USP <797> provides excellent sampling protocols and procedures for surface and air sampling. Likewise, NIOSH is an outstanding resource for sampling for exposure to hazardous drugs. It is essential to have a quality assurance/quality control (QA/QC) plan for verifying that appropriate concentrations of particulate matter and microbes are maintained, and what measures to take if limits are exceeded. Pharmacy can join with microbiology and/or infection control on monthly rounds to discuss cleanliness levels, which can only be verified by direct surface testing for microbes. Outside labs can serve as a resource for analyzing surface and air samples, if you do not have this expertise in house.

It is important for compounding staff to review the USP <797> listing of critical sites that could become contaminated during sterile compounding. These may include vial septa, injection ports, and opened ampules. All compounding staff should demonstrate familiarity with the processes of cleaning and sanitizing of workspaces and surfaces, as well as the deactivation of hazardous drugs. When employees understand how the cleanliness of engineering controls and other sites impacts sterile compounding, they are more likely to accept the measures needed to achieve USP <797> standards.

Conclusion
Pharmacy workers must undergo training, retraining, and competency testing regarding the provisions of USP <797>, including handling of hazardous drugs as CSPs. QA/QC procedures must be in place to ensure that CSPs are not and cannot become contaminated with bacterial endotoxins and/or particulate matter, per USP <797>, regardless of whether such preparations are low-, medium-, or high-risk. Given the risk of particulate airborne concentrations and microbial levels to adversely impact CSPs, it is important to outline the levels of particulates and microbes that are causes for action and educate your staff on these parameters. Also include a policies and procedures section for verification of the environmental sampling mandated by USP <797>, as well as fingertip sampling.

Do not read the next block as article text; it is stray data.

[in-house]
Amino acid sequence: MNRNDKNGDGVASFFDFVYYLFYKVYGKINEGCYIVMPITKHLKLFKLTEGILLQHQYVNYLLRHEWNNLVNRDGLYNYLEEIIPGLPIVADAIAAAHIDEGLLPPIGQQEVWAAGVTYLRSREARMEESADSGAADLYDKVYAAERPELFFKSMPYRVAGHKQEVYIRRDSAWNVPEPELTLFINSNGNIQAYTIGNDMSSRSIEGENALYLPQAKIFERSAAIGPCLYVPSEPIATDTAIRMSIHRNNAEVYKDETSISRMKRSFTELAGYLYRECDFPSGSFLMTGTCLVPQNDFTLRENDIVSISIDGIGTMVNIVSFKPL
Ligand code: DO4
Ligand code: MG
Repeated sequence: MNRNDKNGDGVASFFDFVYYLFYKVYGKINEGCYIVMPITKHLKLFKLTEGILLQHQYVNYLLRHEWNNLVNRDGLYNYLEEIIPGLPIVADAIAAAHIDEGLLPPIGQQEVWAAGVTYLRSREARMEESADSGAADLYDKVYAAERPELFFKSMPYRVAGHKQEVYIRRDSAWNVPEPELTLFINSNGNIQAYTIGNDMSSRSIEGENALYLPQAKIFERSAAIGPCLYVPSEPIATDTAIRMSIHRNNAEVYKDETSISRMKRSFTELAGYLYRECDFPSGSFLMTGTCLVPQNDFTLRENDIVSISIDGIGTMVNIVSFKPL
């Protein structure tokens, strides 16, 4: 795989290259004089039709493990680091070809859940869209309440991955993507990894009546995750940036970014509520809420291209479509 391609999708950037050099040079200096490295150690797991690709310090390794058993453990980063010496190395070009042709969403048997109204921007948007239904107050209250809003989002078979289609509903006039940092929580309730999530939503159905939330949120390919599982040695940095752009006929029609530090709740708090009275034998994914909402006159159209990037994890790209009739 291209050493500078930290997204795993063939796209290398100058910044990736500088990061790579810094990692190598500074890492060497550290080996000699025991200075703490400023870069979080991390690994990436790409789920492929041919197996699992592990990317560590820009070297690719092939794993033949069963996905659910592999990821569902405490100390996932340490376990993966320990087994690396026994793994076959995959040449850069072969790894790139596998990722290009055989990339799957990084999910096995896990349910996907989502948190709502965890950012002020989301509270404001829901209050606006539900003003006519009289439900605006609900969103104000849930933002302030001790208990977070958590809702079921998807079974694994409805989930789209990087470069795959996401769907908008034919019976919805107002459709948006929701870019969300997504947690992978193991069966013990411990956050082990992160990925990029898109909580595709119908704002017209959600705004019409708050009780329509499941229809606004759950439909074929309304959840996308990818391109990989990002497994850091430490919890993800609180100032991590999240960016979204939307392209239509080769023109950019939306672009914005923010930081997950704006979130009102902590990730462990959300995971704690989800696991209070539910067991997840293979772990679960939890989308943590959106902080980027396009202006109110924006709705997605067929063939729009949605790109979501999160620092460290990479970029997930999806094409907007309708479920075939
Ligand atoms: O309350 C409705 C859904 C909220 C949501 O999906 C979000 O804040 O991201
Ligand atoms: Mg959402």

Control of environmental conditions is vital for full compliance with USP <797>; this includes hazardous drugs as well as CSPs. Engineering and industrial hygiene checklists can help ensure that these conditions are achieved, both in terms of protecting the sterility of the compounds as well as protecting the health of employees.

References

  1. USP–NF General Chapter <797> Pharmaceutical Compounding—Sterile Preparations. 
    http://www.usp.org/usp-healthcare-professionals/compounding/compounding-general-chapters/download-usp-nf-general-chapter-pharmaceutical-compounding. 
    Accessed January 17, 2013.
  2. CDC (NIOSH). NIOSH alert: preventing occupational exposures to antineoplastic and other hazardous drugs in healthcare settings (2004). http://www.cdc.gov/niosh/docs/2004-165/pdfs/2004-165.pdf. Accessed January 18, 2013.
  3. ASHP. ASHP guidelines on handling hazardous drugs. http://www.ashp.org/s_ashp/docs/files/BP07/Prep_Gdl_HazDrugs.pdf. Accessed January 18, 2013.
  4. NSF /ANSI 49-2008. Biosafety cabinetry: design, construction, performance, and field certification. http://standards.nsf.org/apps/group_public/download.php/3604/NSF_49-08e-rep-watermarked.pdf. Accessed January 18, 2013.

Farrell Melnick, PhD, MS, is president and founder of Melnick Scientific, a consulting firm focused on reducing infections in health care due to contaminated pharmaceutical products and microbial growth and proliferation in water and ventilation systems in health care facilities. Melnick Scientific also focuses on toxicological and industrial hygiene evaluations to assist in protecting workers in health care and other industries. Farrell received a PhD in environmental engineering from Columbia Southern University, an MS in pharmaceutical chemistry from Duquesne University, and an MS in industrial hygiene from the University of Pittsburgh. He is trained in toxicology (particularly inhalation) and has performed both toxicological and cancer research. 


Batya Moses van Messel, MS (Hyg.), is executive assistant and senior project manager with Melnick Scientific, specializing in chemical hazard assessment. She has performed environmental assessments, facilities audits, laboratory analysis of contaminated environmental media, and regulatory consulting for a wide variety of clients. Batya attended the University of Pittsburgh Graduate School of Public Health where she worked identifying immune responses of workers exposed to industrial allergens.